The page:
By: Morgan Lee |
San Diego’s power grid withstood its biggest challenge to date, smoothly handling record electricity consumption during an intense heat wave that scorched the county — and without the aid of the San Onofre nuclear plant.
Electricity supplies held up without nuclear power thanks to the region’s workhorse natural gas power plants and a new transmission lifeline linking San Diego to out-of-town power plants including wind and solar farms in the Imperial Valley, according to a preliminary assessment by San Diego Gas & Electric.
Demands on the electric grid for San Diego and southern Orange county broke all previous records on Monday afternoon, and then again on Tuesday, as millions of people retreated to air-conditioned spaces to escape hot, muggy weather. Temperatures rose above 90 on the San Diego coast and 107 farther inland during the four-day heat wave that started a week ago.
On Tuesday, the thirst for power climbed to 4,890 megawatts in areas served by San Diego Gas & Electric. The previous all-time peak load of 4,687 megawatts occurred on Sept. 27, 2010.
Twin reactors at San Onofre used to fulfill 20 percent of San Diego’s year-round power needs, up until the plant’s breakdown in January 2012. Without the plant, some state and federal energy officials questioned if San Diego would be able to maintain reliable electrical service during an energy crisis.
Jim Avery, senior vice president for power supply at San Diego Gas & Electric, described this heat wave and power crunch as a scenario that appears less than once in a decade.
September heat waves are typically blown in from the inland desert on dry Santa Ana winds. This time, heat was propelled by offshore forces linked to Hurricane Odile as it reached Southern Baja California.
To keep up, grid managers dispatched the entire local fleet of major natural gas power plants, from modern state-of-the-art generators in Escondido and Otay Mesa, to aging facilities like the Encina Power Station in Carlsbad and small plants sprinkled across San Diego County.
Electricity came in small doses from other local sources: the Kumeyaay Wind farm on the Campo Indian Reservation, utility-scale solar arrays at Borrego Springs and hydroelectric turbines above Lake Hodges.
Imports from beyond SDG&E territory, meanwhile, accounted for about 45 percent of supplies at the time of Tuesday’s power peak.
Avery of SDG&E credited a major new set of transmission lines, the Sunrise Power link, with expanding the ability to import electricity from east of San Diego, where 450 new megawatts of renewable power capacity has come online at new solar and wind plants.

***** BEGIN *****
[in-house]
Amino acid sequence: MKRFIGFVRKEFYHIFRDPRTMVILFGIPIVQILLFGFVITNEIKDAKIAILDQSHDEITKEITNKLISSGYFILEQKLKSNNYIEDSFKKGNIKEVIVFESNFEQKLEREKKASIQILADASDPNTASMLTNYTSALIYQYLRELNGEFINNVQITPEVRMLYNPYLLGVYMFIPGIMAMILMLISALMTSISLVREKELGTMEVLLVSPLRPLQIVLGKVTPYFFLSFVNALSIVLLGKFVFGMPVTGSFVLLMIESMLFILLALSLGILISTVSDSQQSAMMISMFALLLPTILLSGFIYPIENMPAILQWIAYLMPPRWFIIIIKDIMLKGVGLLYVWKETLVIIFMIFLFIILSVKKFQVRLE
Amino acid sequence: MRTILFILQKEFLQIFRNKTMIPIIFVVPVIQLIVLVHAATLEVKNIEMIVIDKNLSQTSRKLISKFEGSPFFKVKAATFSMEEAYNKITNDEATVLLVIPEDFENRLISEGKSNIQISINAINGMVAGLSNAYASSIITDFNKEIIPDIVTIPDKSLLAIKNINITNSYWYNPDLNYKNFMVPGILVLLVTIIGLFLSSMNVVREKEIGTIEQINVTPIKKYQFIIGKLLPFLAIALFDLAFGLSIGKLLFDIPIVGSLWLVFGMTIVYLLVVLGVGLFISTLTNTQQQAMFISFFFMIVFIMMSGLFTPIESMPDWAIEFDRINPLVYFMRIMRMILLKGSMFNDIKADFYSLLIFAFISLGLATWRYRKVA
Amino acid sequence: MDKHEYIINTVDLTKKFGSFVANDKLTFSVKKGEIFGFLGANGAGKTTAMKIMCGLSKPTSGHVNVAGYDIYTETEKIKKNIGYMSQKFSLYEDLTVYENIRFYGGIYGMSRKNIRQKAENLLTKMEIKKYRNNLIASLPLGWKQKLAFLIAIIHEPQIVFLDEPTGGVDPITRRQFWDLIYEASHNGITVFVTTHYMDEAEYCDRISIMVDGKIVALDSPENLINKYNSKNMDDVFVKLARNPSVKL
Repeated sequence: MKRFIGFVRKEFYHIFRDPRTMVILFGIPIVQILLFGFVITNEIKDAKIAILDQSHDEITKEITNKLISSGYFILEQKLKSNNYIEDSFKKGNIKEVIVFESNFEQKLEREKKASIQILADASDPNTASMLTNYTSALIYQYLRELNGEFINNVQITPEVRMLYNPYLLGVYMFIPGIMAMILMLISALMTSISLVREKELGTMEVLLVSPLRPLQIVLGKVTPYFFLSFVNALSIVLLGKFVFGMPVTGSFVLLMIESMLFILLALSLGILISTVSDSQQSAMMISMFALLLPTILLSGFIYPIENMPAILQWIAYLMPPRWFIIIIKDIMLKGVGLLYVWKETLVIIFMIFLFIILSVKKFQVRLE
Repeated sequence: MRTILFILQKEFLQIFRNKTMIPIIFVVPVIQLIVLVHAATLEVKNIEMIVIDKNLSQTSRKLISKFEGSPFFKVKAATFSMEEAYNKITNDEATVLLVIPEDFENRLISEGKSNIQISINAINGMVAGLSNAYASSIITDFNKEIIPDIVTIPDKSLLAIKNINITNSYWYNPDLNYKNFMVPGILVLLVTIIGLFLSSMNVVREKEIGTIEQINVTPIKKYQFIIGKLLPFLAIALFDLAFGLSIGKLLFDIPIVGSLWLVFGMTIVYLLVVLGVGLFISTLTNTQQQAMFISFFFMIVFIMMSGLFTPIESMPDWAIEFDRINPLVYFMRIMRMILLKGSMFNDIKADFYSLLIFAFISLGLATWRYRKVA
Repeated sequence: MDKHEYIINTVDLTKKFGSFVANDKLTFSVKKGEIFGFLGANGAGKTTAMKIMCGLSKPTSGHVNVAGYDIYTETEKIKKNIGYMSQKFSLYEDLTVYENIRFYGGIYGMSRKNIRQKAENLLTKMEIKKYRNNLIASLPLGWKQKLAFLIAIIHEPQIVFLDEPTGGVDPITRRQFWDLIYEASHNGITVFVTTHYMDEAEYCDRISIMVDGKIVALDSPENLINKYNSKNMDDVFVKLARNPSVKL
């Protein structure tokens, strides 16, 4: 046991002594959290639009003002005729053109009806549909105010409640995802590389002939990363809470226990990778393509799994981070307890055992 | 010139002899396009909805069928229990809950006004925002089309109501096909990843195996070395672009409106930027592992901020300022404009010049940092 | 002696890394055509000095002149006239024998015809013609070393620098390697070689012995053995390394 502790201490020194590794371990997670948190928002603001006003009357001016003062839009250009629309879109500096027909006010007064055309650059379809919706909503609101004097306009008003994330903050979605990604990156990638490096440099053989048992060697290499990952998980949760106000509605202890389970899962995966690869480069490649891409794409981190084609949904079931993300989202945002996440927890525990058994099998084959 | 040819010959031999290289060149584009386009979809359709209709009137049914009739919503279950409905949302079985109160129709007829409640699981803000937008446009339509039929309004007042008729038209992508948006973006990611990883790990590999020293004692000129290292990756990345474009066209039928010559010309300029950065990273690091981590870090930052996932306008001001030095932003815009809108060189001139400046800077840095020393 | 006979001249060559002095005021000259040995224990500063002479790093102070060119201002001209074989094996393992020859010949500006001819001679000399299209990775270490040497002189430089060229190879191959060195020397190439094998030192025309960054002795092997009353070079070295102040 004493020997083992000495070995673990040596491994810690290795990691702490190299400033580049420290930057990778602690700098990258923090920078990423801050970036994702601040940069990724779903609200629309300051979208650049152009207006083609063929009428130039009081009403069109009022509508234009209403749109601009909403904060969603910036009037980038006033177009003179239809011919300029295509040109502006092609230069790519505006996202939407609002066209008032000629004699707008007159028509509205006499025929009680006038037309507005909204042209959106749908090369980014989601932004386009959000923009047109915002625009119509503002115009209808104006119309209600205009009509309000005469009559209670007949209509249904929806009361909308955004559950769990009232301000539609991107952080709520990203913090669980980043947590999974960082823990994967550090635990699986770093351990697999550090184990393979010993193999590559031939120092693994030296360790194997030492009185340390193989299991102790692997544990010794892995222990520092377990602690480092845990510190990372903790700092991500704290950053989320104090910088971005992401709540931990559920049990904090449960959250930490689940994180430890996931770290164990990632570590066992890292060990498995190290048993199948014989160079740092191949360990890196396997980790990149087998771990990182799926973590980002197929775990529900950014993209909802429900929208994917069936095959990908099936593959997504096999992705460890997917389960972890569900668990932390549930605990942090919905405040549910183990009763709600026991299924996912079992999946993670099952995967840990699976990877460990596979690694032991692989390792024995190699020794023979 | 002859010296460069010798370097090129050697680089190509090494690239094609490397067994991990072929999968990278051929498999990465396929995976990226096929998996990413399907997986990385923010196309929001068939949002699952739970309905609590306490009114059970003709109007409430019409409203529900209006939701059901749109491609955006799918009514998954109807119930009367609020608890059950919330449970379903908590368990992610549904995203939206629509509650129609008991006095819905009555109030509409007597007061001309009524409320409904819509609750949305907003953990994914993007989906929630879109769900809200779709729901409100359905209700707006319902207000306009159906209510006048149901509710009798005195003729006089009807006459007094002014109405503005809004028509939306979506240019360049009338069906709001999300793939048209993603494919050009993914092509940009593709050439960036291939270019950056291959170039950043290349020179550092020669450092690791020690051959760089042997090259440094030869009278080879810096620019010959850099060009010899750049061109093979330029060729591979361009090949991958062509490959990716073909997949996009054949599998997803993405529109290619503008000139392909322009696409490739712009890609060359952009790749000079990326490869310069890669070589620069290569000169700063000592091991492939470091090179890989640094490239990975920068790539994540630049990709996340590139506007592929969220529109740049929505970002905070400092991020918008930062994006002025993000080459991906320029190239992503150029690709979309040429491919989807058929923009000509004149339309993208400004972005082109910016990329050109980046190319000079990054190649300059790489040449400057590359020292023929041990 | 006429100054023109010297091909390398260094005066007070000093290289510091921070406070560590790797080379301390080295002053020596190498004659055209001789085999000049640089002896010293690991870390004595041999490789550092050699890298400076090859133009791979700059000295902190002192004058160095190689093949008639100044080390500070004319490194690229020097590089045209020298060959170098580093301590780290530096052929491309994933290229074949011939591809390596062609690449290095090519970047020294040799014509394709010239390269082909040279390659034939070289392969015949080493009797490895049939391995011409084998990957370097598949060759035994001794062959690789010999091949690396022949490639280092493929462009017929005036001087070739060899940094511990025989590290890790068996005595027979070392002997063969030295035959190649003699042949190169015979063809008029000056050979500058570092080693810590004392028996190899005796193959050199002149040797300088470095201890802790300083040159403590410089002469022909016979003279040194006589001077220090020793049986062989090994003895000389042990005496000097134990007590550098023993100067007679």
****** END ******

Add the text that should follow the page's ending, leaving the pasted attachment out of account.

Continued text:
The 500,000-volt link was completed within months of the shutdown of San Onofre. It stretches 117-miles from San Diego east into the Imperial Valley, roughly doubling import capabilities of the parallel Southwest Powerlink, built 25 years earlier.
Power reserves never fell below a 7 percent margin in excess of needs, the first threshold for emergency procedures.
Avery downplayed the supportive role of rooftop solar. By 4 p.m. on Tuesday, at the top of the electrical crescendo, local solar output had fallen with the angle of the sun and incoming cloud cover, he reasoned.
“Rooftop solar did absolutely nothing to mitigate the problems we have on our systems right now,” Avery said.
San Diego’s rising peak power demands stand in sharp contrast to statewide trends.
Peak power use across most of California has been on the decline since hitting an all-time high of 50,270 megawatts in July 2006. The high point of this year was 45,090 megawatts at 5 p.m. on Monday, according to the state’s main grid manager, the California Independent System Operator.
San Diego-based energy expert Bill Powers said air conditioning was the main perpetrator of San Diego’s new power-use record. To reverse current trends, he said SDG&E needs to vastly expand its efforts at improving the efficiency of air conditioning systems and staggering their use when power supplies are tight.
During this week’s heat wave, SDG&E activated programs providing incentives for conservation, reducing peak demands on Tuesday afternoon by 66 megawatts, or 1.3 percent of peak demand.
Of those power reductions, about 25 megawatts came from financial incentives to more than 28,000 customers who have agreed to have their air conditioning turned off partially or completely when supplies are tight. A newer program that provides rewards for turning up automated thermostats produced 1 megawatt of savings.
Despite the grid’s command performance under pressure, SDG&E asserts that plans for new gas-burning power plants at Otay Mesa and Carlsbad are warranted in order to retire an even greater share of older, inefficient natural gas generators at scattered locations.
The 60-year-old Encina facility, San Diego County’s largest power source, is among a series of coastal plants being phased out by California regulators in an effort to protect marine life from ocean-water cooling systems.
Conservation groups are lobbying for more time to flesh out clean-energy alternatives. SDG&E calls that approach irresponsible.
“Nobody has put a solution on the table to displace the need for those generators,” Avery said. “You do have people who raise the issues of, ‘Well the lights are on, we didn’t have a problem.’ They are completely forgetting about the fact that we have some old machines that fortunately held together through this heat storm.”
To reduce peak power demands in the future, SDG&E is pushing a proposal to overhaul residential utility bills and gradually introduce time-based pricing. That would eventually allow the utility to more effectively reward conservation and punish consumption when power supplies are tight.